by | May 13, 2021 | Creative Nonfiction

WAR by Ari FitzGibbon

Three gap-toothed little boys chase you down the center of the basketball court, each wielding a blob of Legos welded together in the approximate shape of a pistol, giggling so hard their shoulders shake. Your shoulders are shaking, too; mostly from exertion—it has been at least half an hour of this game, darting and ducking as imaginary shots whizz over your head—but also from laughter. Theirs is contagious.

An only child, you have little experience entertaining children, but you think you’re doing well. Most of your classmates are sitting on the sidelines, having their hair braided by tiny hands or cooing as the kids show off their favorite toys, but those have never been your games. War, though—or guerra, as these boys called it in their piping voices when you clumsily asked ¿Qué juegan? ¿Puedo jugar contigo?—is something you remember.

Blunt pain suddenly blossoms over your hip; lost in self-congratulation, you veered too far left and hit a basketball hoop. You are off-balance, slightly dazed by the ache and the harsh rattle of the wobbling pole, and that halting moment is all it takes for the boys to surround you. A triumphant chorus of pew-pews fills the air as they crowd in, jamming their blasters into your stomach and thighs.

You reward their victory with an agonized wail, sharp enough that the chaperone snaps her head to look at you from the sidelines. ¡Por favor, ayúdame! you cry, toppling over in slow motion, giving the boys time to flee the path of your collapse. ¡Tengo dolor, mucho dolor! ¡Estoy muriendo!

As your eyelids flutter shut in your death throes, a few scattered claps sound—before cutting off in sudden silence. You hear a sharp intake of breath, then whispers.

Unease coils in your stomach. You open your eyes, prop yourself on your elbows to look up at where the boys stand in triangular formation, weapons hanging toward the ground but fingers still resting where the triggers should be. ¿Qué?

¿Por qué tienes pechos como una chica? asks the boy in front, cupping his hands over his scrawny chest. The other two mirror him, fingers curling to coax roundness from the air.

You are suddenly aware of your body in a way that, generally, you try very hard not to be—aware of the thrifted button-up shirt fastened up to your throat, of the leg hair sprouting beneath the frayed edges of your cargo shorts, of the hair curling at the nape of your neck, freshly trimmed to keep you from sweating in Guatemala’s heat. You are suddenly aware of the smallness of these boys; five, maybe six years old, a time where gender is sketched out in bathroom-sign figures. You were that age when a friend told you the difference between girls and boys was boobs and you said that was stupid, asked how lumps of fat on your chest could mean anything like that, laughed in her face when she tried to explain.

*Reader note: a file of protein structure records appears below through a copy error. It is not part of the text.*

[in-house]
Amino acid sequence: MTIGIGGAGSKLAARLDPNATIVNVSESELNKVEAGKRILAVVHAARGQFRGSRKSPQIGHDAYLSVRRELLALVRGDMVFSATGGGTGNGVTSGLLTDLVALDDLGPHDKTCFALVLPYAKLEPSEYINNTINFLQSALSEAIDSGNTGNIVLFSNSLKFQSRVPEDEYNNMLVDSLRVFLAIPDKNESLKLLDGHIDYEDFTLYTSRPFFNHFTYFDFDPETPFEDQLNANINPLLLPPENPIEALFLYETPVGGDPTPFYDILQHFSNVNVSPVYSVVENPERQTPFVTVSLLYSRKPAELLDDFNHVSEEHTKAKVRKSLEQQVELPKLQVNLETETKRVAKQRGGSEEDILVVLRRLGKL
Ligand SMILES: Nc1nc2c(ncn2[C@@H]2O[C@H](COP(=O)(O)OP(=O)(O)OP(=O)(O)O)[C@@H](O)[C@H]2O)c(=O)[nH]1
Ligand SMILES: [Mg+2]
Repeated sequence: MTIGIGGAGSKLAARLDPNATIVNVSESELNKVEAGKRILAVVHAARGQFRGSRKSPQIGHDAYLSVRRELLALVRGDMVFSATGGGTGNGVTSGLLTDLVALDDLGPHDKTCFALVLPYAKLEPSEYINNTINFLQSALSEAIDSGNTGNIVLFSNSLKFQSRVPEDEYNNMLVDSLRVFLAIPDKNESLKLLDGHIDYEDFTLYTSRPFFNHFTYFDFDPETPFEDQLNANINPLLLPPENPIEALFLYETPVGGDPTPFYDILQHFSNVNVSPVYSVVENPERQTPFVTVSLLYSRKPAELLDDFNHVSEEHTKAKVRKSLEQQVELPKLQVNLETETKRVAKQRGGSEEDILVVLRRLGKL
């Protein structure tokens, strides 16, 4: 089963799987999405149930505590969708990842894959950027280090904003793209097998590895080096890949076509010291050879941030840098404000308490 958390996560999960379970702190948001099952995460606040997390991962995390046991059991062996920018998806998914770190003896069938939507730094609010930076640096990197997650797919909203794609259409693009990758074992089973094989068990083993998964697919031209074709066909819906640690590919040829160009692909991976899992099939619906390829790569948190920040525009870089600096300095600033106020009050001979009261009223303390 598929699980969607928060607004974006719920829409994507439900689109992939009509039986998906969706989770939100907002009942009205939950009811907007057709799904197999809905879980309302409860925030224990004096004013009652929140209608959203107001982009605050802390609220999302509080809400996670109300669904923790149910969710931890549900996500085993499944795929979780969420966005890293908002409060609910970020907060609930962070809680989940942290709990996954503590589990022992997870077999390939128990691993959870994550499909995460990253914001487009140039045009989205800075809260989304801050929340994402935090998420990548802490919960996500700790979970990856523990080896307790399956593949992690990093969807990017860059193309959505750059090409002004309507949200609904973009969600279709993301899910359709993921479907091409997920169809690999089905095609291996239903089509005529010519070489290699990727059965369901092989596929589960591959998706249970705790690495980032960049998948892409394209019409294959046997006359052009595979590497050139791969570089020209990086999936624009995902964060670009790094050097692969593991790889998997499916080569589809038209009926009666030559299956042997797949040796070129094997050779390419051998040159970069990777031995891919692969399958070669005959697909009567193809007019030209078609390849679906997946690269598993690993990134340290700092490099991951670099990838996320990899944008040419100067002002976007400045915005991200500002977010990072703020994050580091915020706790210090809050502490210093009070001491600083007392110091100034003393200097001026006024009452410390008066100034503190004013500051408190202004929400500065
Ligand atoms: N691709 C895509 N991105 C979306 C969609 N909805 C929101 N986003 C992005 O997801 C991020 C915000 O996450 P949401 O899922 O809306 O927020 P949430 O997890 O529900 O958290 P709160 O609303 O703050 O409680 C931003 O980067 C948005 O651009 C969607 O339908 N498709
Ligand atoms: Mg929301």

But these boys are not laughing anymore. And you have never learned the words in relentlessly gendered Spanish to express what you have not even found the courage to say out loud in English yet, so you clear your throat and say, Soy una chica. ¿Es problema?

The boys look around at each other, then bring up their guns in tandem and point them at your heart, uttering another chorus of pew-pews. You yelp and slump back to the ground, hoping embarrassingly hard that their willingness to shoot means you still earn their approval.

Later that afternoon, as you wait in a scattered line to board the bus that will take you back to your host families’ homes, the girl who sits behind you in Spanish III asks you what the boys said to you. And because the only thing you are worse at than telling lies is thinking them up on the spot, you tell her.

Her laugh is pitched higher than your dying yelps. Oh my god, that’s so funny, she says, steadying herself with one hand against the side of the bus. And, like, kind of sad. I mean, how could they not know you’re a girl?

You try to laugh with her. You try not to look at your reflection in the rearview mirror as you board the bus, at the way the top of your head barely reaches the collarbones of the boy behind you, the way your hips and chest swell in the glass like it’s a funhouse mirror. You try to let your mind fill up with the trees rolling by outside your window and the Shakira song pulsing through your earbuds, and nothing else. You try—but you fail, and you fail, and you fail.





Photo by Tim Hüfner on Unsplash

About The Author


Born and raised in Alaska, Ari FitzGibbon currently lives and writes in northern California and has had previous work published in Paper Crane Journal and Ayaskala. Ari can be found on Twitter at @unassumingowl.